While that remains to be seen, Sarsour is sure to tell the audience what she seeks: power. And, as women represent roughly 50 percent of the population, for the Fourteenth Amendment to be fulfilled, women should have 50 percent of the public positions of society.
While it is unclear what kind of “power” Sarsour and her movement seeks, “Amend” makes it clear what is required to gain power. First and foremost, and thematic throughout the episode entitled “Control,” is the notion that women must have control over their bodies — which in the documentary, means unfettered access to abortion and birth control.
To have “equal protection under the laws,” the left believes women must be unfettered from burdens like pregnancy, marriage, and family life that might hinder their access to power in the workplace and politics. Again, as with race, “equality” means absolutely proportional outcomes in life for men and women alike. If 1,000 men are admitted to Harvard, then 1,000 women must also be admitted. Something like pregnancy cannot stand in the way of achieving these equal outcomes.
Finally, the documentary’s concept of “love equality under the law” stretches the Fourteenth Amendment once more in the mission of redefining the word “love.” Smith proposes the following hypothetical: “If someone was trying to tell you what you and your partner do in your bedroom is illegal … I mean … I’d bet you’d feel some kinda way about that.”
Of course, the government does indeed have an interest in what two people decide to do in their bedroom. Thankfully, by law, husbands are not allowed to assault their wives in the bedroom or elsewhere. While a person could consent to be murdered by another person “in the bedroom,” the notion that consent was given and it was done in private does not make that act any more lawful than if it were done in public without consent.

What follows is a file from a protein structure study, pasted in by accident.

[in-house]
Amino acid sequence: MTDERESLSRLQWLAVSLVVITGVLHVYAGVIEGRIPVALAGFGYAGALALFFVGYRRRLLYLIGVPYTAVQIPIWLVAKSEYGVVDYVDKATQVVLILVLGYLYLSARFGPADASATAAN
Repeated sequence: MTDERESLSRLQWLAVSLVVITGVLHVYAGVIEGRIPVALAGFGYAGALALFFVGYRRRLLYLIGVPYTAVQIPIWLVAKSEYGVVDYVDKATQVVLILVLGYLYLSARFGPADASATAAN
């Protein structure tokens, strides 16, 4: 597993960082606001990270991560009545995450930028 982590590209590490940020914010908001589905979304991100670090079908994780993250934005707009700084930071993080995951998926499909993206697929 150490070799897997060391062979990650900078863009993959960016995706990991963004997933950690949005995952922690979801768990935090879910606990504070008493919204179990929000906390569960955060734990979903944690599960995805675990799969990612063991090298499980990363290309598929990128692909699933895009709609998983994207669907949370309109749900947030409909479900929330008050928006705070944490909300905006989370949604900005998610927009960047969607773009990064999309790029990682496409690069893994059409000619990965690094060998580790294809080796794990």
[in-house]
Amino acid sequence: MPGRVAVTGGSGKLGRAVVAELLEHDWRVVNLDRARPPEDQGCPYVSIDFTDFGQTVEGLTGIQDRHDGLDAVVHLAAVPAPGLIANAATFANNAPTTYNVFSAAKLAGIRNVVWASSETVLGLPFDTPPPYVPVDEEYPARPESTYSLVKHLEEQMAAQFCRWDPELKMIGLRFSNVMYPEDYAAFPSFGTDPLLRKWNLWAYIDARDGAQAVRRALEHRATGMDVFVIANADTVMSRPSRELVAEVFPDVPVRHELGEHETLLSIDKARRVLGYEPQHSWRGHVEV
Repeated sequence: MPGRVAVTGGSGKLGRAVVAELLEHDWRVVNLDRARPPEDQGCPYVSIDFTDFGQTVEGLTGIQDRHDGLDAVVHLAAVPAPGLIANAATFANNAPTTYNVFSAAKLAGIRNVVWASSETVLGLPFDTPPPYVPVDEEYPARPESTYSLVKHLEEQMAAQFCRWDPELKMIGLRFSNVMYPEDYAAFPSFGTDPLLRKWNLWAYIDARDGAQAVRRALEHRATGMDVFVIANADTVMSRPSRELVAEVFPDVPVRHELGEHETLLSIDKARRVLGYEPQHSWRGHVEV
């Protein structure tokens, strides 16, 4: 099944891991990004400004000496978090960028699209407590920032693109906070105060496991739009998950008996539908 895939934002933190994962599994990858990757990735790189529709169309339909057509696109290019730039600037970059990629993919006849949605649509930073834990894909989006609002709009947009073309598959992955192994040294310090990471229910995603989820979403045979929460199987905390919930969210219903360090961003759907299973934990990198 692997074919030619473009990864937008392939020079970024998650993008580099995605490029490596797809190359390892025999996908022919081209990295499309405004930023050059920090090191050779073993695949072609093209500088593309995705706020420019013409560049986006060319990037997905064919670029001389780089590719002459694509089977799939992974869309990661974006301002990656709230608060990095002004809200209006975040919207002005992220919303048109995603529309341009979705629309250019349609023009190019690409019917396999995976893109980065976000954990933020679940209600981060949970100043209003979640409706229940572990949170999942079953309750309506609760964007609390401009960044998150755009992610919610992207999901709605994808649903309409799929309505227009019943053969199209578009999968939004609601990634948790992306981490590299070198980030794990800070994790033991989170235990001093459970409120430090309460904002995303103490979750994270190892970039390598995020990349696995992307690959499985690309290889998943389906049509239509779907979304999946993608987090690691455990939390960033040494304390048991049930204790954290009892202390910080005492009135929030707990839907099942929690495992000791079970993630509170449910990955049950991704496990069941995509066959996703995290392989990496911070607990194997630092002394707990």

The exclamation point to the “Amend” series concerns immigration. This episode entitled “Promise” causes the viewer with a more traditional and historic understanding of equality and justice to begin to ponder what this notion of equal protection under the Fourteenth Amendment might not include. To expand the meaning of the Fourteenth Amendment to say women can dispose of unwanted children, citizens can do anything they would like in the privacy of their bedrooms, and America shouldn’t really have meaningful national borders, one wonders, “Where does this stop?”
Truly, it wouldn’t be a leap to suppose that a foreign national considering whether to immigrate to the United States might not be horrified by “Amend,” conceptualizing the United States as a hotbed of fear and suffering instead of a land where one can freely prosper like no other place on earth.
Who would want to come to a place where men were enslaved, tortured, lynched, denied rights, and murdered in the streets by government officials that we call “police”? Who would want to come to a place where women are routinely treated as childbearing housemaids? Who would want to come to a place where you could lose your job for who you love?
Sadly, this is the America “Amend” portrays — contorting and redefining the language of liberty, freedom, and prosperity. At its heart, “Amend” amounts to a well-produced, well-acted, and well-expounded helping of propaganda for the ongoing war on language and history.
Effective propagandists are not going to forthrightly proclaim, “Release violent criminals. Murder unborn babies. Have sex with anyone at any time. Then we’ll be free.” Instead, they are going to complain of “mass incarceration,” “a woman’s control of her own body.” Insidiously, “Amend” seizes words like “equality,” “love,” and even “democracy” and transforms them from good, noble things into manifestations of destruction, and ultimately, evil.